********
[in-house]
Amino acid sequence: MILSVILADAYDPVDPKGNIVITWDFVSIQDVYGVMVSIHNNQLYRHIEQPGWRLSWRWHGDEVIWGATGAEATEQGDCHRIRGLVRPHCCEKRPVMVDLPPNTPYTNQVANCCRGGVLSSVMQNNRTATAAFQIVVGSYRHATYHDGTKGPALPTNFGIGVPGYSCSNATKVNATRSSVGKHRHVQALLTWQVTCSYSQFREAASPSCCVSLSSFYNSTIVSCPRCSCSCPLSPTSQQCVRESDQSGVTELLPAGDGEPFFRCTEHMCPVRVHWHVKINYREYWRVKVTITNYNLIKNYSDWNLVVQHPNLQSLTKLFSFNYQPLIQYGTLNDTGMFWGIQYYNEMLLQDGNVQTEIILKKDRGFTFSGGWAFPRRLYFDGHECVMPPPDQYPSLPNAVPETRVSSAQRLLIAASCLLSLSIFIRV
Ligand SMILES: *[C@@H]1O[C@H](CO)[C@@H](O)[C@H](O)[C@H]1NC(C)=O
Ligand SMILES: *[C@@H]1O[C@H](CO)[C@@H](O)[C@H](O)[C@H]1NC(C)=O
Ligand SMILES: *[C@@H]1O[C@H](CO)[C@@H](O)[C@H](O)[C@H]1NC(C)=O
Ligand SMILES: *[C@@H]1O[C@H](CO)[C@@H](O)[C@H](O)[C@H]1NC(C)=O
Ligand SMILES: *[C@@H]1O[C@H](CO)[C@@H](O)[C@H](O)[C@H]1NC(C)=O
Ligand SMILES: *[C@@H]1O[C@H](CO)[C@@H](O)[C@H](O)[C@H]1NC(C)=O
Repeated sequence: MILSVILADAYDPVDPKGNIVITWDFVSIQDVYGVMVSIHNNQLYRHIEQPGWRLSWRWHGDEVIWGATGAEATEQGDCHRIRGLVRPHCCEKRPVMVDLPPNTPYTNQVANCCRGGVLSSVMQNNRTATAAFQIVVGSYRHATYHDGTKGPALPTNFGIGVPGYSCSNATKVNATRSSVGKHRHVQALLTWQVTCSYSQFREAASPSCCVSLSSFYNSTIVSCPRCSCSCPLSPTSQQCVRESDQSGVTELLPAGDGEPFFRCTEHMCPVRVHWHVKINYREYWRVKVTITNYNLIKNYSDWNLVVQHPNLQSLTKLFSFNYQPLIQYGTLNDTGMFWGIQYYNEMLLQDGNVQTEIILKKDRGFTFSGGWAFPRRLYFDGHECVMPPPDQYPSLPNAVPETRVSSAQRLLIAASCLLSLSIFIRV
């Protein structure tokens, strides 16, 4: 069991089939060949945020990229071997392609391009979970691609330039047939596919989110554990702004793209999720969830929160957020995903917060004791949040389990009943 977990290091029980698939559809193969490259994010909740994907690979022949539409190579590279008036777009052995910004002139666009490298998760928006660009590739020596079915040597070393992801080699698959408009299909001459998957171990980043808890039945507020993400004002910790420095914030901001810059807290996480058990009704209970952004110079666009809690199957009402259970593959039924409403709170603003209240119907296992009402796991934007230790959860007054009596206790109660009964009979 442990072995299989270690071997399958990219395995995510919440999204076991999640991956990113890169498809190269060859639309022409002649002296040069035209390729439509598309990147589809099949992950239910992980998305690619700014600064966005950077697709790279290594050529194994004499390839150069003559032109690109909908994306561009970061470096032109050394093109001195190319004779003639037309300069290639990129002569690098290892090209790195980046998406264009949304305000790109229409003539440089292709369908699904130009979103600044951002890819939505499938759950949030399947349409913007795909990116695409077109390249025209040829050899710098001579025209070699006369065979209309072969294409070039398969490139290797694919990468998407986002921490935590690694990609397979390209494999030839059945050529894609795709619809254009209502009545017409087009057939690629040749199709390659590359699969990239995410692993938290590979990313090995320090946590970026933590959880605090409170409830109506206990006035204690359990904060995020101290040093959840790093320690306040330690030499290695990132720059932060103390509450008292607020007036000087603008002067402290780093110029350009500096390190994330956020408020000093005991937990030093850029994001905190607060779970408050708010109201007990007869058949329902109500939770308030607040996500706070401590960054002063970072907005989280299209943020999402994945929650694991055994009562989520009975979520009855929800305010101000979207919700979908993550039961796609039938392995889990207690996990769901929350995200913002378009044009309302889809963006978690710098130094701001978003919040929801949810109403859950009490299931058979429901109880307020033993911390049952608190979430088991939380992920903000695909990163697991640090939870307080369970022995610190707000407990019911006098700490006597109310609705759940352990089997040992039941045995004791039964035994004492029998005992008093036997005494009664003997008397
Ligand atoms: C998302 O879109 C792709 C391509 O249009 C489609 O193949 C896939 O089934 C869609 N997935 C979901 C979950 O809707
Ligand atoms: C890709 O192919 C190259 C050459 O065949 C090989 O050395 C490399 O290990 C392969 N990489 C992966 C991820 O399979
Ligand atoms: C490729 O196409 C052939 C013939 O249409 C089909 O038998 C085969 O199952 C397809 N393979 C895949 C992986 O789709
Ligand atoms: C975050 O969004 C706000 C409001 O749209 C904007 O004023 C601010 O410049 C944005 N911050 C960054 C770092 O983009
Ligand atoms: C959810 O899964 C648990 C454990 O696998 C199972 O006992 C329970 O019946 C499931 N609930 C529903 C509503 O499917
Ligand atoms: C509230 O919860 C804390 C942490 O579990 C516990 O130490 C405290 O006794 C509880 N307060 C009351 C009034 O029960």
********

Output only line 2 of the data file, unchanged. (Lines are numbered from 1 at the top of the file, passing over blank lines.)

Amino acid sequence: MILSVILADAYDPVDPKGNIVITWDFVSIQDVYGVMVSIHNNQLYRHIEQPGWRLSWRWHGDEVIWGATGAEATEQGDCHRIRGLVRPHCCEKRPVMVDLPPNTPYTNQVANCCRGGVLSSVMQNNRTATAAFQIVVGSYRHATYHDGTKGPALPTNFGIGVPGYSCSNATKVNATRSSVGKHRHVQALLTWQVTCSYSQFREAASPSCCVSLSSFYNSTIVSCPRCSCSCPLSPTSQQCVRESDQSGVTELLPAGDGEPFFRCTEHMCPVRVHWHVKINYREYWRVKVTITNYNLIKNYSDWNLVVQHPNLQSLTKLFSFNYQPLIQYGTLNDTGMFWGIQYYNEMLLQDGNVQTEIILKKDRGFTFSGGWAFPRRLYFDGHECVMPPPDQYPSLPNAVPETRVSSAQRLLIAASCLLSLSIFIRV